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Students sometimes feel like they’ve run a marathon when the first semester of school ends. Depending on individual circumstances, students may truly have put in more effort than usual this semester. Students who didn’t meet your (or their own) academic
expectations may feel anxious about the end of winter/ Christmas break. This article lists four (4) things you can do as a parent (or that adult students can do themselves) to renew themselves and prepare to improve their second semester performance.
Four Tips for a Better Second Semester
Regardless of grade level, most students feel they can improve something about their first semester performance. Here are some tips to help your child (or yourself) prepare for academic success the second semester.
1. Write Long and Short – Term Goals: One of the best ways to improve performance is to create academic goals and write them down. I always have my students write a weekly academic goal in their journals. Their goals must...
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There is plenty of research about the “summer brain drain” – a reference to the amount of learning that children lose during their summer breaks. Some researchers believe students can lose as much as three months worth of last year’s learning over the summer.
Several reasons are cited for this; one of them is the absence of regular reviews of material to reinforce what’s been learned. This article summarizes the “brain drain” phenomenon and how educators, parents, and families can help prevent this from happening.
“Summer Brain Drain”
Educational researchers have studied the “summer brain drain” phenomenon for years. Most of this research is related to the psychology of memory, forgetting, and biopsychology. There are many causes of “forgetting”, including something as simple as walking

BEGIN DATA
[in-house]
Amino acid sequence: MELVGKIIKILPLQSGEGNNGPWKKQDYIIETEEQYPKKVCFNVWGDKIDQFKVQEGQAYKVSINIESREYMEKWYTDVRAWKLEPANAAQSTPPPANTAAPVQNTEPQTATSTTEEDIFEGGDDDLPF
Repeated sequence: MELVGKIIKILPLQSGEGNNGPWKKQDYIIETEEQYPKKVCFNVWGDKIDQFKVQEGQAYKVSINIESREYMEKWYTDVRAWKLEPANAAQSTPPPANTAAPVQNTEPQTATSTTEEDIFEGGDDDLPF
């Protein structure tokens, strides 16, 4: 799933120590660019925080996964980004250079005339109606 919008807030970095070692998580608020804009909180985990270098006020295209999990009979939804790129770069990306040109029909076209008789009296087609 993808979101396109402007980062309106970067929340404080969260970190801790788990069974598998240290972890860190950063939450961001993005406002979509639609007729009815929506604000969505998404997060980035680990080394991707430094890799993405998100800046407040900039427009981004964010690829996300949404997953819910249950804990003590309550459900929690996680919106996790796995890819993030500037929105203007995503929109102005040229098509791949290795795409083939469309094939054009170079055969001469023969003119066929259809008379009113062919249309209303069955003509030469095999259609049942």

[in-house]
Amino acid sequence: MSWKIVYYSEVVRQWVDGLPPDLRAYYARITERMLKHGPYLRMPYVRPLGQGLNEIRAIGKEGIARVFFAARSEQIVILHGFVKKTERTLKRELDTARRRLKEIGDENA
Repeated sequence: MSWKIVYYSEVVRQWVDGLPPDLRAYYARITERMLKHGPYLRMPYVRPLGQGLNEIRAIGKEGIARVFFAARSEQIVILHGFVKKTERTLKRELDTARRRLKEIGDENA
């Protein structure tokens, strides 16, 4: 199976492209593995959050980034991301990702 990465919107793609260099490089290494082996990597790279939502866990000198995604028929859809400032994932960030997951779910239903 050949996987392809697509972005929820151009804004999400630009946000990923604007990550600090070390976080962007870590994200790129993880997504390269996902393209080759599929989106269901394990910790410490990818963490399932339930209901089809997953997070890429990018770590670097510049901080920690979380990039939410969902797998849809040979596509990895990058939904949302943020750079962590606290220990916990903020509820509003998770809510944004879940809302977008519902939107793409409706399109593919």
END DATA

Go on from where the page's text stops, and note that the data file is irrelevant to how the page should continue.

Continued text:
through a (virtual or real) doorway. (For an article on the “doorway forgetting effect”, see Dr. Ira E. Hyman Jr’s. article titled “Doorways Cause Forgetting: What did I come here for...
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Your brain has “cheats” and shortcuts to make it work more efficiently, just like some video games! There are things students can do to “glitch” their brains so they soak up information like a sponge. All of these “cheats” are things we should do to keep
our brains healthy to ensure they keep working at maximum capacity throughout our lives. This article lists four brain “cheats”, how they help students learn, and a brief explanation of why they work.
Brain “Cheats”
When I started playing video games in the 1980’s, gamers were nothing like they are today. The Internet (GASP!) didn’t exist. We couldn’t look up articles or videos on how to finish the hard sections of the video games we played. Some gamers did learn “cheats”